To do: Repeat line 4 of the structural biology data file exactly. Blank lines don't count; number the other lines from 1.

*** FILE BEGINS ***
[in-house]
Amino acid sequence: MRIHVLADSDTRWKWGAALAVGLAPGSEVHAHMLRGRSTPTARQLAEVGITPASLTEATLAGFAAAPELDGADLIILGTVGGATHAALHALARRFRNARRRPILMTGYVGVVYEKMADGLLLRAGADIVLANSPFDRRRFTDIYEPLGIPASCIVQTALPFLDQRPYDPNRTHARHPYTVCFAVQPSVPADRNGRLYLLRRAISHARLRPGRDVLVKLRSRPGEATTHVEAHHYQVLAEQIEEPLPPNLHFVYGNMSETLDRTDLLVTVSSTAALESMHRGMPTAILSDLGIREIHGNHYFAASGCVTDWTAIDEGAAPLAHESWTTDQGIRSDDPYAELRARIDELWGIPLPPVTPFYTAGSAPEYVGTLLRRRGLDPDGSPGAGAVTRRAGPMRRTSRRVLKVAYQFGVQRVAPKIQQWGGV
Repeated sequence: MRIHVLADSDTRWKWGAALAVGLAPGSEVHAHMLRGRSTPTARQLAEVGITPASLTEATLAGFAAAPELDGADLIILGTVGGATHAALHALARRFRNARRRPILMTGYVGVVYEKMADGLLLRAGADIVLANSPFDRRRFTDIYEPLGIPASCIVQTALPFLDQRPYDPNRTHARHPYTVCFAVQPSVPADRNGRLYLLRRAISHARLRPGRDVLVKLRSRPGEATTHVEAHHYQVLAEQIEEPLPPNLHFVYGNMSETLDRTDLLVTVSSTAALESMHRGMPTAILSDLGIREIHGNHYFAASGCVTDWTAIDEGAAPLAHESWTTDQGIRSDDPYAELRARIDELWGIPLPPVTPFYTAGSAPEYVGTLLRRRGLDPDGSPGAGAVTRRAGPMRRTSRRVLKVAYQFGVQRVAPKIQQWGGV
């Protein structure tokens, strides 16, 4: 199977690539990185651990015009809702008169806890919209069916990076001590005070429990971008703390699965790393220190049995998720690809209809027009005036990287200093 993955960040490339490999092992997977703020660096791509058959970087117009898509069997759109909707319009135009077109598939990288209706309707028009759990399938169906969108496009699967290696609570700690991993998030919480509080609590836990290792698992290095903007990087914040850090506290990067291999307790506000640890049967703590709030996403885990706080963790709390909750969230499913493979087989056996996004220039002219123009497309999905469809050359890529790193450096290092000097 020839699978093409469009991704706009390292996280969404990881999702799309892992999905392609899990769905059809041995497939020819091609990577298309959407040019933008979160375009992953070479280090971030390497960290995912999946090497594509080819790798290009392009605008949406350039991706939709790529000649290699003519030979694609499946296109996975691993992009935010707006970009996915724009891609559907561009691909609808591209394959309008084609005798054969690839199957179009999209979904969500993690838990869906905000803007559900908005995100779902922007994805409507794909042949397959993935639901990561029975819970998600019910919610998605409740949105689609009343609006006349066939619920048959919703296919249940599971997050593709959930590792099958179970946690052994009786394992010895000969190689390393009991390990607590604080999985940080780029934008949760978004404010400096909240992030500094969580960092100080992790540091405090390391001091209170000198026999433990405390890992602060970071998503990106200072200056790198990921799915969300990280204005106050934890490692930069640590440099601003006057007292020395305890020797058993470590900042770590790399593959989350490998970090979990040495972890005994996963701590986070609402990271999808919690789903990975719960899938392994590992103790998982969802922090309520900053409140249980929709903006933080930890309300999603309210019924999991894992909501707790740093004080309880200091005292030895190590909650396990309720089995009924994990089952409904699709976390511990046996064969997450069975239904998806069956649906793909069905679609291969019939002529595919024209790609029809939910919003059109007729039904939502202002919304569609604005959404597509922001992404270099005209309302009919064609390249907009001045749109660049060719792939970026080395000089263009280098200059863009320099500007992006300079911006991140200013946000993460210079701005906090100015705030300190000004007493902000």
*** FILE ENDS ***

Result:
């Protein structure tokens, strides 16, 4: 199977690539990185651990015009809702008169806890919209069916990076001590005070429990971008703390699965790393220190049995998720690809209809027009005036990287200093 993955960040490339490999092992997977703020660096791509058959970087117009898509069997759109909707319009135009077109598939990288209706309707028009759990399938169906969108496009699967290696609570700690991993998030919480509080609590836990290792698992290095903007990087914040850090506290990067291999307790506000640890049967703590709030996403885990706080963790709390909750969230499913493979087989056996996004220039002219123009497309999905469809050359890529790193450096290092000097 020839699978093409469009991704706009390292996280969404990881999702799309892992999905392609899990769905059809041995497939020819091609990577298309959407040019933008979160375009992953070479280090971030390497960290995912999946090497594509080819790798290009392009605008949406350039991706939709790529000649290699003519030979694609499946296109996975691993992009935010707006970009996915724009891609559907561009691909609808591209394959309008084609005798054969690839199957179009999209979904969500993690838990869906905000803007559900908005995100779902922007994805409507794909042949397959993935639901990561029975819970998600019910919610998605409740949105689609009343609006006349066939619920048959919703296919249940599971997050593709959930590792099958179970946690052994009786394992010895000969190689390393009991390990607590604080999985940080780029934008949760978004404010400096909240992030500094969580960092100080992790540091405090390391001091209170000198026999433990405390890992602060970071998503990106200072200056790198990921799915969300990280204005106050934890490692930069640590440099601003006057007292020395305890020797058993470590900042770590790399593959989350490998970090979990040495972890005994996963701590986070609402990271999808919690789903990975719960899938392994590992103790998982969802922090309520900053409140249980929709903006933080930890309300999603309210019924999991894992909501707790740093004080309880200091005292030895190590909650396990309720089995009924994990089952409904699709976390511990046996064969997450069975239904998806069956649906793909069905679609291969019939002529595919024209790609029809939910919003059109007729039904939502202002919304569609604005959404597509922001992404270099005209309302009919064609390249907009001045749109660049060719792939970026080395000089263009280098200059863009320099500007992006300079911006991140200013946000993460210079701005906090100015705030300190000004007493902000």